Access Points

New Contributor

AP 70 USB interface's future?

Can anyone from the Aruba team speak to the future usages of the AP 70's USB port? Reading articles like Jeff Smith's "WiSpy Makes RF Troubleshooting Affordable" (WiSpy is a USB device), seeing a slew of USB GPS receivers out on the market, and also looking down the road at options for adding on additional radios to current standing AP 70 units, it would seem like the USB port could potentially allow for a lot of expansion potential beyond the AP 70 acting as a mere AP/AM/pass-through traffic device.
In particular, here are some sample usages I could see as handy:
USB spectrum analyzer*: Could be used for temporary troubleshoots or permanent addition, also more cost effective than a full AP analyzer unit since you could re-use/move the USB analyzer around to different AP 70s where/when needed.
RFID tracking*
USB GPS receiver: Allows for more detailed location tracking and RF calibration since you could now tie an AP location to a earth-bound coordinate rather than just going off of 802.11 related statistics, e.g. An AP at x,y,z lat/long/alt sees other APs at x,y,z and SNR/RSSI is X between them, which can also aid in client location tracking.
Adding additional radios to the current AP units to support future 802.11 developments, or adding backward compatibility radios to solely support legacy clients while using the internal radios for higher speed clients (the Atheros AR5212 radio card used in both of the AP 70 radio slots is an A/B/G card according to the AP boot messages).
Note, the two USB usages marked with * are briefly mentioned in the AP 70 Installation Guide, but I haven't seen any specific plans called out for how these applications will be fullfilled.
Thanks for any and all information!
Aruba Employee
Aruba Employee

Re: AP 70 USB interface's future?

Just wanted to make sure we got this post answered. Today you can use the AP70 to connect a 3G modem under the remote networking branch of ArubaOS, but that needs to run on a different controller than your campus controller. You can find a description in this article:

Right now there isn't any formal support for the other items you've mentioned. We've done some work prototyping different uses of the USB port in our CTO labs and through some of the Aruba Labs projects. We're investigating some of the items such as spectrum.

I'd be interested in hearing more about how you would use the GPS connection. You're right, you might get a more accurate picture, assuming you can get a signal, but would you put one in every AP? Seems expensive to me but I'm always open to hearing about use cases.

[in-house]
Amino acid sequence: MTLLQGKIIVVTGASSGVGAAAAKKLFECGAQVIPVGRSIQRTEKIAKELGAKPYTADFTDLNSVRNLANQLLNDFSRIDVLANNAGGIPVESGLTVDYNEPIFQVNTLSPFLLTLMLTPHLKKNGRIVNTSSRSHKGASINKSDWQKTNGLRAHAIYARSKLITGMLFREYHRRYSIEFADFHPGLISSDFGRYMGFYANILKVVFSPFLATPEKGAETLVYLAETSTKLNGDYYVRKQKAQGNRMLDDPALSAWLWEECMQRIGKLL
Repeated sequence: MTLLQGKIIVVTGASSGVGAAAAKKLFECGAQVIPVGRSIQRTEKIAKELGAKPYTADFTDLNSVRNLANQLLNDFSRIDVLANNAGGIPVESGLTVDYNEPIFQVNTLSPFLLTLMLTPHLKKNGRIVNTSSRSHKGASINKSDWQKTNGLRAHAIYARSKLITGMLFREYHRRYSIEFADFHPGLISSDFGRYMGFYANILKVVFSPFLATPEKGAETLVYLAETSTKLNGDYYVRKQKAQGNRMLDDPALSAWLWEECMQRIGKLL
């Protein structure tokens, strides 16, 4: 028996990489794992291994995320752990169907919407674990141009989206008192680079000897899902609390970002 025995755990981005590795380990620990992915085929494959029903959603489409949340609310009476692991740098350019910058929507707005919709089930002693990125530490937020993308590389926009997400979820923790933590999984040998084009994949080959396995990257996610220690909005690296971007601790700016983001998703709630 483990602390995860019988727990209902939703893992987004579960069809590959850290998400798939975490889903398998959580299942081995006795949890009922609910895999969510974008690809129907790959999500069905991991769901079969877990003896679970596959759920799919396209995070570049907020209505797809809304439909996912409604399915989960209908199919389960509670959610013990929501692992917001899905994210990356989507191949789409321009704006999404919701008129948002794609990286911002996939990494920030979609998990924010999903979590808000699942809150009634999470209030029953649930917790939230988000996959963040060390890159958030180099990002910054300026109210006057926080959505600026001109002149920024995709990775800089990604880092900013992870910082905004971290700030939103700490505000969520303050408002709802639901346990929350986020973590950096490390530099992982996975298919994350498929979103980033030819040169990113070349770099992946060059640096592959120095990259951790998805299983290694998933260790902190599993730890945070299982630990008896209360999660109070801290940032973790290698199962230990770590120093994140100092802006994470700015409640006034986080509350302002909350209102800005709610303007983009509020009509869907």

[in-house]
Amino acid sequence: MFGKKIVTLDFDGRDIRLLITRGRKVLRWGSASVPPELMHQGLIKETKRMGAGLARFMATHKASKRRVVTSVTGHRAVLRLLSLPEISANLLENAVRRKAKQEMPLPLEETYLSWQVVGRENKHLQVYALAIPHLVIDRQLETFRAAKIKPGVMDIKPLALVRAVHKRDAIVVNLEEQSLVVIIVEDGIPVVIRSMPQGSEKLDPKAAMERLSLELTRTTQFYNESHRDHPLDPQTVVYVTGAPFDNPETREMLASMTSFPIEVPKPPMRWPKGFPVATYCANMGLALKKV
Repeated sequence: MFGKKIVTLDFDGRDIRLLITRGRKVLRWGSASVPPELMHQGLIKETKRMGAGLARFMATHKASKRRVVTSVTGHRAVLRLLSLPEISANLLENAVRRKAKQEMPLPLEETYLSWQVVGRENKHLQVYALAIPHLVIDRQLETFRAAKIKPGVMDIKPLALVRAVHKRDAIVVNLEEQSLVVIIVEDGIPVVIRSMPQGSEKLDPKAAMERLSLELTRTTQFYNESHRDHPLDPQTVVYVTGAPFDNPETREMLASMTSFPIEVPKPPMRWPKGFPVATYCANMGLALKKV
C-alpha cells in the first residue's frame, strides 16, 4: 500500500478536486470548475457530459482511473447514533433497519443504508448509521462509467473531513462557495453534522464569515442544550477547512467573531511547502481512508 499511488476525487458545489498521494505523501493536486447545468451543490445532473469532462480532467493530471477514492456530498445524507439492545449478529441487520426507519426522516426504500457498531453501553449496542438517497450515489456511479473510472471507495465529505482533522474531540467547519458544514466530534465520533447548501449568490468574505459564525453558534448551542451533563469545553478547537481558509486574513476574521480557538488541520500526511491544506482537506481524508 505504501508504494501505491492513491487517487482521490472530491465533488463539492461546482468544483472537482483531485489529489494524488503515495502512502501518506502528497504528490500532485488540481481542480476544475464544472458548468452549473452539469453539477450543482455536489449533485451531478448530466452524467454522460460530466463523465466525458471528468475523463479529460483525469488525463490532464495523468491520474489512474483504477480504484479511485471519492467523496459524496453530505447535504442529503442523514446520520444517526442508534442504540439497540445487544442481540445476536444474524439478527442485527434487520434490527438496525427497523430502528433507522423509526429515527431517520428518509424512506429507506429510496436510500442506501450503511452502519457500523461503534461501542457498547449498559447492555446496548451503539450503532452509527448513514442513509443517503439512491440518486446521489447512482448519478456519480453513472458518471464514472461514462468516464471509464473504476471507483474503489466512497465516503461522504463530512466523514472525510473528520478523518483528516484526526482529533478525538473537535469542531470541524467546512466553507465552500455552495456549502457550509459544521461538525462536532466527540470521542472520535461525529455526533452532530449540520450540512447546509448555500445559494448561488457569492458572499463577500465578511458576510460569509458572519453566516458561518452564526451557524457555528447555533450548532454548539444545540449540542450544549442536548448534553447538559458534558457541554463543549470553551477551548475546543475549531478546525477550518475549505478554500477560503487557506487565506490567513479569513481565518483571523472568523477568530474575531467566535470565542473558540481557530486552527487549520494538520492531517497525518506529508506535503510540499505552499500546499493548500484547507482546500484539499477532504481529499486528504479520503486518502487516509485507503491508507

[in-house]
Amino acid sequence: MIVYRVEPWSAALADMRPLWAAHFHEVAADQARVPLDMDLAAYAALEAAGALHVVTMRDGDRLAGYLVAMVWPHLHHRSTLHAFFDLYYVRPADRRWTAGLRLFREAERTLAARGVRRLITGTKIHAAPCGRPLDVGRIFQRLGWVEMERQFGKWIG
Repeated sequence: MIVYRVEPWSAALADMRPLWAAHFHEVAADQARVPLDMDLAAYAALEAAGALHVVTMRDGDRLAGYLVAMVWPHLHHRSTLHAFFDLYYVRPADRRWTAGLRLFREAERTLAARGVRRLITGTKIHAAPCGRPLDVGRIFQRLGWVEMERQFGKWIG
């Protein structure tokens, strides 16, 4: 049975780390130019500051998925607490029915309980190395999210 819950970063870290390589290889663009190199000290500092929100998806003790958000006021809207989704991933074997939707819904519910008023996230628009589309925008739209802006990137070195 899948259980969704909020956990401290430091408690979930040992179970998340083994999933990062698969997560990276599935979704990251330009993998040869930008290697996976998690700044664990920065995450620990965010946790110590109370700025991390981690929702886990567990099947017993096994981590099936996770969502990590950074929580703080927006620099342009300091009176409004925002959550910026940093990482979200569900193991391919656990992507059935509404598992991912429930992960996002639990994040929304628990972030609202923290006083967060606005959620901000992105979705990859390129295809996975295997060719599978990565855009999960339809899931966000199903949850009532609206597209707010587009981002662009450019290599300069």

I'm not sure what the RFID case is for USB, but you don't need to hang anything off the USB port of the AP to make this work. Take a look at the following page around our partnerships in this area:

Andy Logan, ACDX
Director, Strategic Account Solutions
Aruba Networks
Occasional Contributor II

Re: AP 70 USB interface's future?

I'd definitely be interested in the spectrum analysis, one of the projects on my to-do list for a while now has been to slap the ArubaLabs image on a 70 and try to get a WiSpy working with it remotely. That way, when a user has what I suspect to be an intermittent interference-related problem, I don't have to camp out in their office with my specan. I can just hook up the 70, leave it on their desk and kick back while monitoring them from my office.
New Contributor

Re: AP 70 USB interface's future?

We once set up a webcam on an AP70, using the OpenWRT Linux install. Now when there is suspicious Wi-Fi behavior in the area you can literally take a look to see who is there.

Another group also installed 'mote' sensor devices, which provide temperature, humidity, light level, sound level, and vibration. A motion sensor could also be a useful widget.
Contributor II

Re: AP 70 USB interface's future?

Any update on this?

Will we be ever able to use the USB port as storage for boot parameters, for example? Just like some industrial grade switches from Hirschmann that use such a port for easy provisioning on RMA replacements. An inexpensive USB stick could let L1 support replace dead AP without wasting expensive L2 resources for re-provisioning.
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